Set in two time periods, the first in 1980s Chicago and the second in 2015 Paris, The Great Believers throws readers into the thick of–and the aftermath of–the 1980s AIDS crisis. From a group of young men in Chicago’s gay community to the people they left behind, mourning the loss of so many, this is grief on a large scale.
Makkai masterfully juxtaposes the AIDS crisis with several other tragic events, including world wars and terrorist attacks. These, as well as a thread about historical art, are brilliantly woven together to highlight the generations of people and talents lost to these devastations.
For more on this book, check out 11 Things to Know About The Great Believers: The Story of the Story
Born to an unwed mother in Ireland in the 1940s, Cyril is adopted by Charles and Maude Avery. From an early age, Cyril knows he’s different: not a “real Avery,” and not attracted to girls like his friends.
The book follows Cyril through his life, from his youth and twenties spent in hiding in a repressive Dublin to a more open life in middle age in Amsterdam and New York. Cyril’s search for identity, belonging, acceptance, and family is by turns funny, frustrating, and sad.
Ten-year-old Ian is a bookworm who young librarian Lucy Hull helps smuggle books past his overbearing mother. He also might be gay, much to the horror of his parents, who have sent him to anti-gay classes with Pastor Bob. When he shows up after hours at the library with a plan to run, Lucy suddenly finds herself an unwitting kidnapper, driving Ian halfway across the country with a half-formed plan to save him.
Moral questions and gray areas abound and aren’t always satisfactorily resolved, which may frustrate some readers, but the point here is less about moralizing than it is about having the courage to save yourself. Also a great choice if you love books about books.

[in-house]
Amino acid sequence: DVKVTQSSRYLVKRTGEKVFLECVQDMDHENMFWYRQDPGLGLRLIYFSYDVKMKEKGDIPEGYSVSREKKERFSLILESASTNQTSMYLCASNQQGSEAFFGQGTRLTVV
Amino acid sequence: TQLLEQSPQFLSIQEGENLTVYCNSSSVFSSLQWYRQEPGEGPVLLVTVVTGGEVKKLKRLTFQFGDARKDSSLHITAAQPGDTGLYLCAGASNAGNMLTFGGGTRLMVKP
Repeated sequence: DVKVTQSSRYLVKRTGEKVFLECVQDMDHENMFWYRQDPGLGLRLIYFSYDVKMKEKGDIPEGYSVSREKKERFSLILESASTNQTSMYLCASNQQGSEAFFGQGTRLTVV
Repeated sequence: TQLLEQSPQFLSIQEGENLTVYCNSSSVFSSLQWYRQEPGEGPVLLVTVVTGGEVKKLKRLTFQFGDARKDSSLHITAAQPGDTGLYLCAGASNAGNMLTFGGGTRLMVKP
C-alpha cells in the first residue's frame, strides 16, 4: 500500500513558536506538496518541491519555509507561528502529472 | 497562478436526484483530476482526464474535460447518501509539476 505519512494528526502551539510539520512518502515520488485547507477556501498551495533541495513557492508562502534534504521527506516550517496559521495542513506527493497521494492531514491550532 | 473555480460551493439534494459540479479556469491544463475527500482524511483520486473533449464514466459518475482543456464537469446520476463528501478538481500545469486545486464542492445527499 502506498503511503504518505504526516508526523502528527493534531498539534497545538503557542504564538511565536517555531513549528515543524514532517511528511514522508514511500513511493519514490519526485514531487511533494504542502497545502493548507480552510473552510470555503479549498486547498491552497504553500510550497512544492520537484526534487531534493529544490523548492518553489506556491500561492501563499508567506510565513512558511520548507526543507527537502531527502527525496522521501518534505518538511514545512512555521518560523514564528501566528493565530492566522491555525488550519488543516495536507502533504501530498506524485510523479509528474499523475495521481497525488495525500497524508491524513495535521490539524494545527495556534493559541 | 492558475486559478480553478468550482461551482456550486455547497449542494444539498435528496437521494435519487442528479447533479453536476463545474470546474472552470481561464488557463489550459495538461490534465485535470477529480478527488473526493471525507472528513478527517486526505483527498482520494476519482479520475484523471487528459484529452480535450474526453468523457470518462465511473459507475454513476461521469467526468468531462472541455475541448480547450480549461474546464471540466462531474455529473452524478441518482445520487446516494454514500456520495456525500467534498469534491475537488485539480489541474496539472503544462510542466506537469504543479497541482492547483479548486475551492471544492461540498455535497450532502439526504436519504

Helen arrives in Appalachia with her boyfriend, full of dreams of living off the land–but it goes south quickly. He leaves and she, having put all her resources toward the land they purchased, sticks it out. Her neighbors Karen and Lily are expecting a child–a boy, which means they must move off of the Women’s Land Trust where they’ve been scraping by. Helen invites them to live on and share ownership of her land.
Bent on being independent, together, the three women and the little boy, Perley, build a life and negotiate their relationships. But soon the outside world encroaches on their lives in ways they didn’t expect. This book combines so many themes: the families we create, living off the land, life in Appalachia and poverty, and rugged femininity, all told in multiple riveting voices.
This collection of David Sedaris’ essays and stories will be familiar to any fan, and I enjoyed revisiting them. For those who love the stories of his life and family, this is a nice journey through the years.
The essays, including one new one, get more poignant toward the end, as Sedaris reflects on their lives and the family members who have passed away. (His fiction stories are always too absurdist for my taste–you can safely skip those if you feel the same.) I always enjoy Sedaris more on audio–his delivery makes the stories even funnier–and if you can, I recommend listening to this essay collection instead of reading.
Jennifer Finney Boylan’s memoir is an original take on the typical dog memoir. From her boyhood through her transition and adulthood as a married woman with children, this book is less about the dogs themselves than about how their presence punctuated the pivotal moments of her life.
For a person struggling with identity, these dogs were unrelentingly (often hilariously) themselves. Grounding Boylan’s journey–foreign to so many readers–in the relatable love of dogs serves to make her story relatable as well.
This novel, framed as a letter from a son to a mother who cannot read, is a debut for poet Ocean Vuong. The son, named Little Dog, reflects on life with his mother. She is work-worn and sometimes abusive, exhausted by her lack of a homeland, her inability to read or speak English fluently, and her mentally ill mother who was traumatized by the war. Little Dog grapples with his identity as a son, an Asian American, and a gay man experiencing his first romance with a troubled farm worker.
The prose and the story–especially the first three-quarters–are stunning. The writing is spare but poetic, and devastatingly insightful. Some parts caused me to pause and read them again to savor their brilliance. Notable here because the son’s perspective is the only view of the mother available.